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5 of 6 people found the following review helpful
on July 8, 2013
Investors require foresight to make money, not hindsight. The principles in Moreland's book although written many years ago, are still valid today, even though as he predicted, everything is quicker and cheaper on the internet.

The basic idea is that the people who have the most knowledge of the inner workings and future prospects of a company know when and at what price to buy. Insiders supply the market with high-quality investment information every time they trade their own company's shares in the open market.

It was envisioned by Congress that the reported trades by insiders would provide investors with useful information on which to base investment decisions by giving them an idea of the purchases and sales by insiders which may in turn indicate their private opinion as to the prospects of the company.

Shares are registered in the insider's name and they are not allowed to buy and sell these shares again within a six-month time period to prevent short term trading

Not only for looking for new purchases, but insider data is also invaluable for following stocks you already own. Most insiders have information in their heads that is nonpublic and buy because the stock is considered undervalued in light of impending corporate developments.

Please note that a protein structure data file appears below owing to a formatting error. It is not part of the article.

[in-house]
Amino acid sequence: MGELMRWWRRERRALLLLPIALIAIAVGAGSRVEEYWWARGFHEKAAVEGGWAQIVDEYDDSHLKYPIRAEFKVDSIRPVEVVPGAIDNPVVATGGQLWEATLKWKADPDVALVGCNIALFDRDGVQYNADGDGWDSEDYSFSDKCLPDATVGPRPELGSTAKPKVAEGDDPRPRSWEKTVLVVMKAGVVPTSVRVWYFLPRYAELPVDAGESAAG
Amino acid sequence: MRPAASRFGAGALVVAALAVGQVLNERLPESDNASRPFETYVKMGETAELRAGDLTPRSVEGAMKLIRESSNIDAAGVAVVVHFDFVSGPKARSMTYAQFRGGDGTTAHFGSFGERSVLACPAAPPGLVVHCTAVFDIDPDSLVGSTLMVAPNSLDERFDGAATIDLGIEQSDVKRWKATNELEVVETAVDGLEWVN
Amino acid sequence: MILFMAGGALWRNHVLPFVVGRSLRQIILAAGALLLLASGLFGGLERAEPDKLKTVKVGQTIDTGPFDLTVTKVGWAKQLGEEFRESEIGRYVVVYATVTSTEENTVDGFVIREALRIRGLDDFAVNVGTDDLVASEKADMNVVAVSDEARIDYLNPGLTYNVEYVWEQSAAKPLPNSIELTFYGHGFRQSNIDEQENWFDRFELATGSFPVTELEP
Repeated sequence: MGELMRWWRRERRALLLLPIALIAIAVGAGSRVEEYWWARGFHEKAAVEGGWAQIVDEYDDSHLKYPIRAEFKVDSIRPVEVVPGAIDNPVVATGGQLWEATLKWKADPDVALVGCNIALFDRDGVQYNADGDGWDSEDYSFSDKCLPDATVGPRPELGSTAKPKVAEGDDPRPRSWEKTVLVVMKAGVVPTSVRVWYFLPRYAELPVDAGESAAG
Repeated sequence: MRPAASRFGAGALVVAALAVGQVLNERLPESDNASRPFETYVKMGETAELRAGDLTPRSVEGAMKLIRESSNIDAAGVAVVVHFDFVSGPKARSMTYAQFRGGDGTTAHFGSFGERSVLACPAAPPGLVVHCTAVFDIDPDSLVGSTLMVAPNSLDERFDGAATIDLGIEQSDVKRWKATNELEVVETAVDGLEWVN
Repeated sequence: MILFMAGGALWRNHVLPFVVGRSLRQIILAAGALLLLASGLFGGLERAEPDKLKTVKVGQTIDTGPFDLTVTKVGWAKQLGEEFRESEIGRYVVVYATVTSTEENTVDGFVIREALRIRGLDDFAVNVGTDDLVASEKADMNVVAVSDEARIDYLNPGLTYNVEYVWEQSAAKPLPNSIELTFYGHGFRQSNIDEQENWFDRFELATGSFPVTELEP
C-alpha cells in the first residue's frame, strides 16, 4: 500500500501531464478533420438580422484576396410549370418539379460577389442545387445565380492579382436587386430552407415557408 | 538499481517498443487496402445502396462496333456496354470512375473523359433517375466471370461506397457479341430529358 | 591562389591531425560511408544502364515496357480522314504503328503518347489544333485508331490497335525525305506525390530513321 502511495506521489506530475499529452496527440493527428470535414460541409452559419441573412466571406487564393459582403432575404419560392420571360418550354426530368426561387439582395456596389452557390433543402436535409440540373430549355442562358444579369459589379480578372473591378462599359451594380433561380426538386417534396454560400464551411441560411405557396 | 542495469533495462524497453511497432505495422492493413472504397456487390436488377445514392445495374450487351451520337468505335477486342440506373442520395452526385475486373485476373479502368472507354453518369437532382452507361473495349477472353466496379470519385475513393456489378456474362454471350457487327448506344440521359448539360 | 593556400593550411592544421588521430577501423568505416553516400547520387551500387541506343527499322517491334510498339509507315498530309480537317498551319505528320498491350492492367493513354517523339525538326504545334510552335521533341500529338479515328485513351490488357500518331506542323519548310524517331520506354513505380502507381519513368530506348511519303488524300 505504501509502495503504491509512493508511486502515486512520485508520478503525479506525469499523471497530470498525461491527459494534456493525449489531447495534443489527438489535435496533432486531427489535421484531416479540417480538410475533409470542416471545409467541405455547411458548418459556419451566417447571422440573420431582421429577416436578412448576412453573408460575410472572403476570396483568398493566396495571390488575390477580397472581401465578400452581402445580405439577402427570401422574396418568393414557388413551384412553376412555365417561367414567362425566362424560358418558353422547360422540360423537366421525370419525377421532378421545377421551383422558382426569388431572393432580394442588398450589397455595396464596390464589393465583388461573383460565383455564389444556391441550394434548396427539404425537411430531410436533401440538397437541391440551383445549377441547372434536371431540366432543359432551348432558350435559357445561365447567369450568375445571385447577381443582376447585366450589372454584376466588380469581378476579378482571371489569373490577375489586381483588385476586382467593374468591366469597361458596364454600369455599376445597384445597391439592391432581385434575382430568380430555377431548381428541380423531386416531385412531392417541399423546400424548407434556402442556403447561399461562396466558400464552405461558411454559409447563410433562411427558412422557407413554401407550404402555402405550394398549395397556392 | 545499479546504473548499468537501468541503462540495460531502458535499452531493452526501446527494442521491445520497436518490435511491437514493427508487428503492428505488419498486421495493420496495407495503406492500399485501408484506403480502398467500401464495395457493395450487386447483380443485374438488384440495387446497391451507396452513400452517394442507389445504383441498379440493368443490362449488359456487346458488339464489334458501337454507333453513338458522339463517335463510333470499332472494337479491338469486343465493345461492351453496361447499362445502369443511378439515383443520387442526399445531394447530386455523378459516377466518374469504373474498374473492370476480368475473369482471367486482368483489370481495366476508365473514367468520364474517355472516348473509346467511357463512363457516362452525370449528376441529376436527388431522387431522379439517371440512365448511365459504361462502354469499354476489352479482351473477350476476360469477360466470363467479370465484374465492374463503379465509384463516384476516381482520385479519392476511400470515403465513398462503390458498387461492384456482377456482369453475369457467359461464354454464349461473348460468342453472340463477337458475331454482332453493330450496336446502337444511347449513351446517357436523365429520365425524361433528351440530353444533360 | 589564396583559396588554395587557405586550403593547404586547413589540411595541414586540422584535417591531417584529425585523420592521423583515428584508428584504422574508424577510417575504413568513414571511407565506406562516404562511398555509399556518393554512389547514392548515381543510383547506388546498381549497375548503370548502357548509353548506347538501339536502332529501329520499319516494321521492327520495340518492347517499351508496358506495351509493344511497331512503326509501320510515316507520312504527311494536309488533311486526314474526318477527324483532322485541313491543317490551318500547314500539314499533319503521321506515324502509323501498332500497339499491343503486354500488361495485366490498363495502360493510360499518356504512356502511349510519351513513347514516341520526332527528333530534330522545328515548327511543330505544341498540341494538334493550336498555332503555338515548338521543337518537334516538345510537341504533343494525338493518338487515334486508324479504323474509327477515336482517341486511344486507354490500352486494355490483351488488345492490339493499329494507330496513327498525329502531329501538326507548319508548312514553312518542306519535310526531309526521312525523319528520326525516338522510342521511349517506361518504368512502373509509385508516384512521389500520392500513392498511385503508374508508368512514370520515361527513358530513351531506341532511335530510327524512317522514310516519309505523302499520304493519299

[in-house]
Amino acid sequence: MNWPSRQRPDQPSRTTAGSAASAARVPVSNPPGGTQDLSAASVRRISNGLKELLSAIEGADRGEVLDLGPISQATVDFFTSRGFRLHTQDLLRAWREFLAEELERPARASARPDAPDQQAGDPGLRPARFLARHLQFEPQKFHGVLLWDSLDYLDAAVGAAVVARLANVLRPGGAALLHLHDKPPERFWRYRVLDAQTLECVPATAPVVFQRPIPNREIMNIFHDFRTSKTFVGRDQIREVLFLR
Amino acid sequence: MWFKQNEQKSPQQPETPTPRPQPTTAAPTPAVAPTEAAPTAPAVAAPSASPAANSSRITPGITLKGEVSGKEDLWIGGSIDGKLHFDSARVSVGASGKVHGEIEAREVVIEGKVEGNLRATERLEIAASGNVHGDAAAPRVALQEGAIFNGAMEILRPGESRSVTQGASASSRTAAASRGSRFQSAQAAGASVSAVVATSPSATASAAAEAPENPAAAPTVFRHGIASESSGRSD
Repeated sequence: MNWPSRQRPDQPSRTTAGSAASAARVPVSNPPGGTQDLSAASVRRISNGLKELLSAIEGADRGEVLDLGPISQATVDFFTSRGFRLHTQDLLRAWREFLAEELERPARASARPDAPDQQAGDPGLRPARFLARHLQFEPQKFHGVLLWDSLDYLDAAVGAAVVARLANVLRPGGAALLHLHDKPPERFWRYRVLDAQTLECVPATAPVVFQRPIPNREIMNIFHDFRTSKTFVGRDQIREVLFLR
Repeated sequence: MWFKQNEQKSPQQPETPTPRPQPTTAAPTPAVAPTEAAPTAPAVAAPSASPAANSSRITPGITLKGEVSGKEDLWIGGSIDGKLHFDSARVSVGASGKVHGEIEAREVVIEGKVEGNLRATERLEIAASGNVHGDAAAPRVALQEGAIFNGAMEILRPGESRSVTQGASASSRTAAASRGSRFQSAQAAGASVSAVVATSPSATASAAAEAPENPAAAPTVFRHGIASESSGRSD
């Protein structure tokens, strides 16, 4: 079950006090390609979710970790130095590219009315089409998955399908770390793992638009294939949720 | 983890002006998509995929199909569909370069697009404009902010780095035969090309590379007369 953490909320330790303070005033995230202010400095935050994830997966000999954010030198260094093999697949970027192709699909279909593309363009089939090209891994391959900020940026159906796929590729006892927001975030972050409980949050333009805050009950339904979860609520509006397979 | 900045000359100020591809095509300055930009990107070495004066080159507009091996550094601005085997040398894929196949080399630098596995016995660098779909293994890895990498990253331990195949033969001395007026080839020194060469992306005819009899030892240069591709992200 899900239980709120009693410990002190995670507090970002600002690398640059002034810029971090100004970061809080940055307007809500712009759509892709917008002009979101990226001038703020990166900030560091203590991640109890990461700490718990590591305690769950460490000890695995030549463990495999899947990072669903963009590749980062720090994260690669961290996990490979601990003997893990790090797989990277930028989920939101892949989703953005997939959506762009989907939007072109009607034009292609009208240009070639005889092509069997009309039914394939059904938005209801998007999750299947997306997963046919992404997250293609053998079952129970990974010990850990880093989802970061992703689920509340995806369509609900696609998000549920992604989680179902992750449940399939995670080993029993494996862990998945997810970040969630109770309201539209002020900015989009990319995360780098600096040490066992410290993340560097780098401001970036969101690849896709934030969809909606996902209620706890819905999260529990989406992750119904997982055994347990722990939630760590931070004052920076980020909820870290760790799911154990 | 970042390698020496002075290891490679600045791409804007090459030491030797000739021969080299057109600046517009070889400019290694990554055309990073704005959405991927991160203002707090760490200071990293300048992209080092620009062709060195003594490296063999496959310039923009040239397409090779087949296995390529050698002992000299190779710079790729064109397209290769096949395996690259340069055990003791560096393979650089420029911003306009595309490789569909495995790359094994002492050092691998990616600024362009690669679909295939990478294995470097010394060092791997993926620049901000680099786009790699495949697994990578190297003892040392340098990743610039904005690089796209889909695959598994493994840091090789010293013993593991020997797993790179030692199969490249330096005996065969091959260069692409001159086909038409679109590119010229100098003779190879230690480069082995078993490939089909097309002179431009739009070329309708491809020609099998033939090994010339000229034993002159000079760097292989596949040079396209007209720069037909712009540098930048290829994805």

Seeing a sales report, discussing new product strategies in meetings, talking in the halls with someone on the research and development team all of these bits of information allow insiders to form an opinion of how prospects look for their company.

More to the point is that insiders can hardly clear their minds of all they know about their company when they are on the phone with their stockbroker.

Using insider trades requires checking out the insider's history of transactions to see if the insider you're looking at has been right in the past. Purchases are easier to interpret than sales, because there is just one reason executives buy shares in their company in the open market: They think the price will go up.

You just combine the insider data with the appropriate fundamental and price action criteria for your personal investment style before you act. Technical analysis merely gives a nod to the influence of the supply and demand of a company's stock on its short-term price movements.

Insiders tend to be early, so try not to pay much more than Insider did. Price trends affect insider analysis. Averaging up by insiders is an excellent indication that whatever prospects have propelled a stock in the past may continue.

Transactions by insiders with duties at the company are more significant than transactions by insiders with no duties.

Direct purchases are more important than exercised options reports. It would be an extremely rare and bullish sign if insiders weren't exercising options after the stock made a major rise.